Fighting Procrastination (in solidarity with all teachers everywhere)

Fighting Procrastination (in solidarity with all teachers everywhere)

I used to be a high school maths teacher. It didn’t go well. I miss the energy and creativity of the young people I worked with, but apart from that I have no regrets about leaving that profession behind me.

A friend of mine has just completed his first term of teacher training, and it’s HARD. You would think that now the Christmas holiday period has started, he’d be able to have a rest. Nuh-uh. Too much work to do.

Coincidentally I’ve also been facing a giant to-do list this week, and with the festive season fast approaching I’ve struggled to stay focused. But I have various coping mechanisms, which I just shared with my teaching friend and I thought were worth preserving for my own benefit too. And if they can help anyone else (particularly teachers), so much the better:

“What you have to remember is that you’ve been working flat out for months without even the option of slowing down. Whether you like it or not, your mind and body need a rest and what’s happening right now is that your subconscious is forcing that rest on you whether you like it or not. Sadly your conscious mind knows that there isn’t really time for that rest, and that’s preventing you from enjoying it – which is a shame.

So…

1) Accept right now that the workload is impossible. Therefore it’s either not all going to get done, or some of it will have to be done to a poor standard. There’s no point lying to yourself about that. You can’t bend time. You and thousands of other teachers are in the same position and you just have to accept it.

2) Given that you’re not going to get all of it done anyway, just pick TWO OR THREE SMALL THINGS and do those. Be unambitious. Don’t tell yourself “today I’m going to do the top 50 things on my to-do list,” because that’s a lie. You’re not going to achieve that, no matter how much you hope. And you already feel shit about that, and the whole thing is so depressing that it’s preventing you from doing anything.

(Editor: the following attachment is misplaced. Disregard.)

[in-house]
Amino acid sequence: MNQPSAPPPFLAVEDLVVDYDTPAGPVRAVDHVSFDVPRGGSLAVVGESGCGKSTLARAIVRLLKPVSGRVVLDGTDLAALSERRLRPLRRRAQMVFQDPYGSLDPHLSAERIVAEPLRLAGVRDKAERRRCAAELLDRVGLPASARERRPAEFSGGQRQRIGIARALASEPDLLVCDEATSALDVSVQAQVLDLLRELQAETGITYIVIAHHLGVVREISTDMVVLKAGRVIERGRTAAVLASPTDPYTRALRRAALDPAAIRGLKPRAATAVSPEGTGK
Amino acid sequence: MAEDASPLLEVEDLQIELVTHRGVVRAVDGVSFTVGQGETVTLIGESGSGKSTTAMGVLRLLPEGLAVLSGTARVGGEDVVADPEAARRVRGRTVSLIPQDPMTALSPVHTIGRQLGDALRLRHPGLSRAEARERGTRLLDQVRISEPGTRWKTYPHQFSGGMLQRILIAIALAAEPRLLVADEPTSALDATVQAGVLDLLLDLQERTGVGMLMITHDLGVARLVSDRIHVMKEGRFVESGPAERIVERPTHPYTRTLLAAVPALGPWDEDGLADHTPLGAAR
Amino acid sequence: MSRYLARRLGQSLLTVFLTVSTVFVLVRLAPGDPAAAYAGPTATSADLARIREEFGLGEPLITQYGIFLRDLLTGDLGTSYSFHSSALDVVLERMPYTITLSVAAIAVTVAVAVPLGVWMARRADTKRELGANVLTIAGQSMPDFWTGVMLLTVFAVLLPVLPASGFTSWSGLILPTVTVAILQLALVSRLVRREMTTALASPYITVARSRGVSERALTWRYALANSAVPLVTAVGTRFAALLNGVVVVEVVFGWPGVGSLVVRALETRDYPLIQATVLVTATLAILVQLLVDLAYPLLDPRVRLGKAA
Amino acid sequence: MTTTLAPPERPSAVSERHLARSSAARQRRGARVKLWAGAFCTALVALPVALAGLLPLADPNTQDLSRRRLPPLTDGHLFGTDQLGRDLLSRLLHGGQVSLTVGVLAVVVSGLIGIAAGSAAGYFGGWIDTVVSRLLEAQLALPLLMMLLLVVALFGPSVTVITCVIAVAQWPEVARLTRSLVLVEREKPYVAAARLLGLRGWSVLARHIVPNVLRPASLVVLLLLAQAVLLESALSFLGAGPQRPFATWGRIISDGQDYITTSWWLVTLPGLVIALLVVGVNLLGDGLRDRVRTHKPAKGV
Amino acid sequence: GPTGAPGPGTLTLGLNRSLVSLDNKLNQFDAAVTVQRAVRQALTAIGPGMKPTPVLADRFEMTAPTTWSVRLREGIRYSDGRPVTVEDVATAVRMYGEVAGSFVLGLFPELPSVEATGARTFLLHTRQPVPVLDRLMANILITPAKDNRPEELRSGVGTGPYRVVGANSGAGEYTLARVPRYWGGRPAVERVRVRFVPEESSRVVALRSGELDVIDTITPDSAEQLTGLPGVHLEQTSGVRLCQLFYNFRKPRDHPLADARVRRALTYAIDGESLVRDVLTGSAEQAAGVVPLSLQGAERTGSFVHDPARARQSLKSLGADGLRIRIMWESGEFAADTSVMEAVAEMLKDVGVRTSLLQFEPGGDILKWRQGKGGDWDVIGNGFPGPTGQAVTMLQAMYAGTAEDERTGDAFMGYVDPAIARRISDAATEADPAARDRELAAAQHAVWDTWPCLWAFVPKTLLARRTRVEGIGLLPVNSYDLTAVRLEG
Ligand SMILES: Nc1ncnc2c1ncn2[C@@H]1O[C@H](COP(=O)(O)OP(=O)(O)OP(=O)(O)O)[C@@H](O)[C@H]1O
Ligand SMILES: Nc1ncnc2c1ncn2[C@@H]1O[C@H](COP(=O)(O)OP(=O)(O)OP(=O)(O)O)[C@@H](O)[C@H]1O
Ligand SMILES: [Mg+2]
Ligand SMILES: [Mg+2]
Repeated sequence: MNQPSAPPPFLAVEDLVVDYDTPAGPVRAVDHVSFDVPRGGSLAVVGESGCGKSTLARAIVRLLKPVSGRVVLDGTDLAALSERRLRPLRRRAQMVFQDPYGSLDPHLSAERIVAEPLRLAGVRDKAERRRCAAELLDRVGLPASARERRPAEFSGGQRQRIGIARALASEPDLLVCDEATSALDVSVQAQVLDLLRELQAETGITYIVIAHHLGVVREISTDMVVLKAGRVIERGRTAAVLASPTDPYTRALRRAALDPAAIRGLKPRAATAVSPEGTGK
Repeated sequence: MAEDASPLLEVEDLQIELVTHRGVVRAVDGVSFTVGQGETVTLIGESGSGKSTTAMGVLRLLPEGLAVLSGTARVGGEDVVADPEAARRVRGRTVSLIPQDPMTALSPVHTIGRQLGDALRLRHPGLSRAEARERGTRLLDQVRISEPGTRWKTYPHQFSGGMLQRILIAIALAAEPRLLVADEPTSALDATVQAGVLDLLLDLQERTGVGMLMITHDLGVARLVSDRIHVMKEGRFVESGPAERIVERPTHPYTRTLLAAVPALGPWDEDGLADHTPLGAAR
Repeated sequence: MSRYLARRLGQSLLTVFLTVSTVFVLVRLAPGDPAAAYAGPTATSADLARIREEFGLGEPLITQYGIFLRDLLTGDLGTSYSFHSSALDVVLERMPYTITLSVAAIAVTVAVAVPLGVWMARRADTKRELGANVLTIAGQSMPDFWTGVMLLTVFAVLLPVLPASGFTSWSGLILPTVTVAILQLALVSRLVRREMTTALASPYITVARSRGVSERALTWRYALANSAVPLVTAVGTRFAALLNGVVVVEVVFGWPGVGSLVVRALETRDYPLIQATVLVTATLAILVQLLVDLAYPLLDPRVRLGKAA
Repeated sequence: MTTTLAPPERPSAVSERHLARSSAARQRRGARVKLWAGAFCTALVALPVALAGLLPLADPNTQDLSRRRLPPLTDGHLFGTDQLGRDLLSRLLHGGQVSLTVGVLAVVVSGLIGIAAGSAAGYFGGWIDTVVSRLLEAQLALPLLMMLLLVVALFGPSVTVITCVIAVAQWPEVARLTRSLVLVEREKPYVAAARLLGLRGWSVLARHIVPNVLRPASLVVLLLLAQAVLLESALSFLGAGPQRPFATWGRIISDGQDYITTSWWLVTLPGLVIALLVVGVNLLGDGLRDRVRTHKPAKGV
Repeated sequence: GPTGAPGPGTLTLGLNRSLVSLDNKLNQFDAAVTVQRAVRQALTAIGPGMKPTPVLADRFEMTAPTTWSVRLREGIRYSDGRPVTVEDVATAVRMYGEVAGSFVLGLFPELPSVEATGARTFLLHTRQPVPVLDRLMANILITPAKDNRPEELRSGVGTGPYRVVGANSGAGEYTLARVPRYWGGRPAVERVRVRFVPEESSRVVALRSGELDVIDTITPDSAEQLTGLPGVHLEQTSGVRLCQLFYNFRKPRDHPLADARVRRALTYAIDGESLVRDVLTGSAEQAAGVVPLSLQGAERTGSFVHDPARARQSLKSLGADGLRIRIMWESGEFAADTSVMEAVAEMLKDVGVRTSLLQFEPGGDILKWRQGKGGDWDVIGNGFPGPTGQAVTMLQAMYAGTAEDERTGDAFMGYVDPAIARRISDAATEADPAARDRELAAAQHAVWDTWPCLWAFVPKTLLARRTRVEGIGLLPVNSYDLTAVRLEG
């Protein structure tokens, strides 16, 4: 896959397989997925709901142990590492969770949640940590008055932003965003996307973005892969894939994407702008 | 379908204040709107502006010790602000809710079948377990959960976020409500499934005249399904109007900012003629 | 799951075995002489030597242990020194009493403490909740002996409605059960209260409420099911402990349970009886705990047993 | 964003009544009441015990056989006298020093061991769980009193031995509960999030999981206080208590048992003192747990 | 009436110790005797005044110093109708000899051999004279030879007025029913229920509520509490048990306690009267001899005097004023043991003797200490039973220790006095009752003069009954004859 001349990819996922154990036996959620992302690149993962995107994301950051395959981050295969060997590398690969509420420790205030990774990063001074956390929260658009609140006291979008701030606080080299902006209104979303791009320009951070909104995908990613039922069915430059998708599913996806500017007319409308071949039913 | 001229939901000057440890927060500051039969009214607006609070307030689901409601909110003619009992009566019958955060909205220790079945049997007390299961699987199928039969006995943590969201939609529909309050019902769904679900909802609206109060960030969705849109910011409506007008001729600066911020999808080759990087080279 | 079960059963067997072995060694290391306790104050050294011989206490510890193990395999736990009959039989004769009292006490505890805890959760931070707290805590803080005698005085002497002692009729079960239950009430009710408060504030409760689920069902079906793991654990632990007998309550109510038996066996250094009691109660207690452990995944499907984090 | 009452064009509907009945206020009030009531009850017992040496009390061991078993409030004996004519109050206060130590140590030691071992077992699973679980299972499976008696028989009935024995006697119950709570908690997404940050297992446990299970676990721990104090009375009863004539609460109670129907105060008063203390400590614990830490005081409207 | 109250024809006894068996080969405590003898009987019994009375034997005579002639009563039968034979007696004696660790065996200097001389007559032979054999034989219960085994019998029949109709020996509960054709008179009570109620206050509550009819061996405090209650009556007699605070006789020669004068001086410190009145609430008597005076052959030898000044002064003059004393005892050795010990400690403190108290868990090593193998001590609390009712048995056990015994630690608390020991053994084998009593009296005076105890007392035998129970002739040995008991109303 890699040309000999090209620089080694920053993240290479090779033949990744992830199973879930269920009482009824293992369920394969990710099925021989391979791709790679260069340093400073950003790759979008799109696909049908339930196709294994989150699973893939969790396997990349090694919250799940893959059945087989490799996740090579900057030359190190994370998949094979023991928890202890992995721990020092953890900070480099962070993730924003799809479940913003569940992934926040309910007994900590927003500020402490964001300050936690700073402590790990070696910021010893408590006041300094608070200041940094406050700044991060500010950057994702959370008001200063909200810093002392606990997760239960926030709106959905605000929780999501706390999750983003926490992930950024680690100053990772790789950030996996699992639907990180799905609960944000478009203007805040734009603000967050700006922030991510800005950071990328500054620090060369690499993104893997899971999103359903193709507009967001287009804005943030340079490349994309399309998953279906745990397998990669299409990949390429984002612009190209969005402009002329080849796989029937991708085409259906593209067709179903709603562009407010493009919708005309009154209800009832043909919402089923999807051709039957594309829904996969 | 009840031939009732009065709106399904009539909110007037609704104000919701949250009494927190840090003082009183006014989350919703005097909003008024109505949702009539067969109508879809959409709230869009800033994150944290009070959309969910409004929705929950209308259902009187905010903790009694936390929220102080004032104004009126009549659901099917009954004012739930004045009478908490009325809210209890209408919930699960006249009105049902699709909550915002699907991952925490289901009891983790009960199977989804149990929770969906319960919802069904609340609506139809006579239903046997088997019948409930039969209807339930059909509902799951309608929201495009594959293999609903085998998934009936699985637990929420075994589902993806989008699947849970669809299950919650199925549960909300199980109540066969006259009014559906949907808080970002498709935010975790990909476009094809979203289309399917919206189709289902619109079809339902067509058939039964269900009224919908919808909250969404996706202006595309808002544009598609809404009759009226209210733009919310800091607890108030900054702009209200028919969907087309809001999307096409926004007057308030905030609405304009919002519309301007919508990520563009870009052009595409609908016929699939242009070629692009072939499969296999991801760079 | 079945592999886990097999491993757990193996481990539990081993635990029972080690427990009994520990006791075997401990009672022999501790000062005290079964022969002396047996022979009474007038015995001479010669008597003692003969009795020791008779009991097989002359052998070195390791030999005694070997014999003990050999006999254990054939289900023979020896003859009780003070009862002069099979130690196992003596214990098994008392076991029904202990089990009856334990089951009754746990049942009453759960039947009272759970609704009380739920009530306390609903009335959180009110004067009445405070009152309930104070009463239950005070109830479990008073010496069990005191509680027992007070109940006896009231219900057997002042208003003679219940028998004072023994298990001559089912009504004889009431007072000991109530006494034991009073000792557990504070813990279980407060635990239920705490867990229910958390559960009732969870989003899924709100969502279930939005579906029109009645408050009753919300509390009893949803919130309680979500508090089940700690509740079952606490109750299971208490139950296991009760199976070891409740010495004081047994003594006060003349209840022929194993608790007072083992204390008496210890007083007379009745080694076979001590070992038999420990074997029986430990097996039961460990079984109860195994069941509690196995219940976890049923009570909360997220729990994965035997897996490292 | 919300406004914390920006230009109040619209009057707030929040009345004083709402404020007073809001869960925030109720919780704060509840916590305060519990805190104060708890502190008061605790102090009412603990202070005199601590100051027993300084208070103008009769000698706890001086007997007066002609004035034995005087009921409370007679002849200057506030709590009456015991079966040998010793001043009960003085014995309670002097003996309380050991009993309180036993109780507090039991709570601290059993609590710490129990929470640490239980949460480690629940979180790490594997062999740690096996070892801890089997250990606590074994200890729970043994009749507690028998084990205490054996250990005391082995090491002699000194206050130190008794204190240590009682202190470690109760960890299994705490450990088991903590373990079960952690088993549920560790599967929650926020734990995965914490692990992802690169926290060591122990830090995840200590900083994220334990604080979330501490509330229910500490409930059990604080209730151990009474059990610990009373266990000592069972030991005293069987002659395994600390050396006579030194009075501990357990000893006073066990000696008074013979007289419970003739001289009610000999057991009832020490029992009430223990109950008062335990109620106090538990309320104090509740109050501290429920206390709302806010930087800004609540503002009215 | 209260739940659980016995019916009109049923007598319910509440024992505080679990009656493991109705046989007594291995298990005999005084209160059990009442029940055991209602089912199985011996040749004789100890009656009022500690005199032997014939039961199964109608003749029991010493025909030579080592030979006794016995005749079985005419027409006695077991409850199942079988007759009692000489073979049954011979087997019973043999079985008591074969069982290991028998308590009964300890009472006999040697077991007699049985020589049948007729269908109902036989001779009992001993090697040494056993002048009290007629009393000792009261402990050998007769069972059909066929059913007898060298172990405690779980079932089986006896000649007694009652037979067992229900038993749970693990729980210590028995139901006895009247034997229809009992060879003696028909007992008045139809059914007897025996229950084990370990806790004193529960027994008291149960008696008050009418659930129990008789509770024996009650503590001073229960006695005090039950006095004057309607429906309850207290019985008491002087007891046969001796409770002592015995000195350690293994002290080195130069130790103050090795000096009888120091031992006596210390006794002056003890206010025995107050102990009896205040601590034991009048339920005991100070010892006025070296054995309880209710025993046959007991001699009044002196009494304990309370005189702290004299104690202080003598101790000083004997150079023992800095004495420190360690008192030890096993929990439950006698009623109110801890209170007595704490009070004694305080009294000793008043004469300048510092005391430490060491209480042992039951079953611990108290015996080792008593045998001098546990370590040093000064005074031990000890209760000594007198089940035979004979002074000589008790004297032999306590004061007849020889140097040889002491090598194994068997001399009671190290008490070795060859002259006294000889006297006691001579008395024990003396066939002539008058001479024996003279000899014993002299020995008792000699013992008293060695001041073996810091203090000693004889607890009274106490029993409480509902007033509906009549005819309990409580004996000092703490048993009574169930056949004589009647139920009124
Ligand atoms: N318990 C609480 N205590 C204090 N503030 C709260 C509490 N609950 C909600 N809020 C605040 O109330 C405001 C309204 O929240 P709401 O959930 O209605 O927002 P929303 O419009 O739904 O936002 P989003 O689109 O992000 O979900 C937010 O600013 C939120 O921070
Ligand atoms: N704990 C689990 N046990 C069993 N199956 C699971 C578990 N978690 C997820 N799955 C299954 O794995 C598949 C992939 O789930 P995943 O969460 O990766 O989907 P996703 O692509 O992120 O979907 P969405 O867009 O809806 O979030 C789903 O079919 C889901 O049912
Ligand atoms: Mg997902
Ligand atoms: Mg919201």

Instead, aim low. Tell yourself you’re going to do a small number of things. Then do them, and feel good about having achieved your goals for the day. If that glow of success gives you the energy to do a little more, fantastic. But don’t plan for that, otherwise you’re back to square one.

Baby steps. You need to get back into a rhythm. If somebody gives you a mountain to climb when you’ve just eaten ten mince pies, you’re going to tell them to sod off. But a flight of stairs? Yeah. That’s a possibility.”

POSTSCRIPT:

I just did something which I realised I often do, and may also be good advice:

I scrolled down my to-do list until I found something I could easily do. The thing in question is pretty pointless and not at all urgent. It can easily wait til after Xmas and the world wouldn’t end if I never got round to it at all. But it’s a gateway drug. It’s not only easy, it’s vaguely enjoyable. And I know that it represents an “in”, ie once I’ve done that, I’ll be in the swing of Getting Things Done and I’ll find it easier to tackle a more worthwhile item from the list.

I know from experience that if I don’t do this, I’ll just arse around on the internet and do nothing from my to-do list. So it’s better to do something slightly pointless, but knowing I’ll find it much easier to follow it with something pointful… than to do nothing at all.

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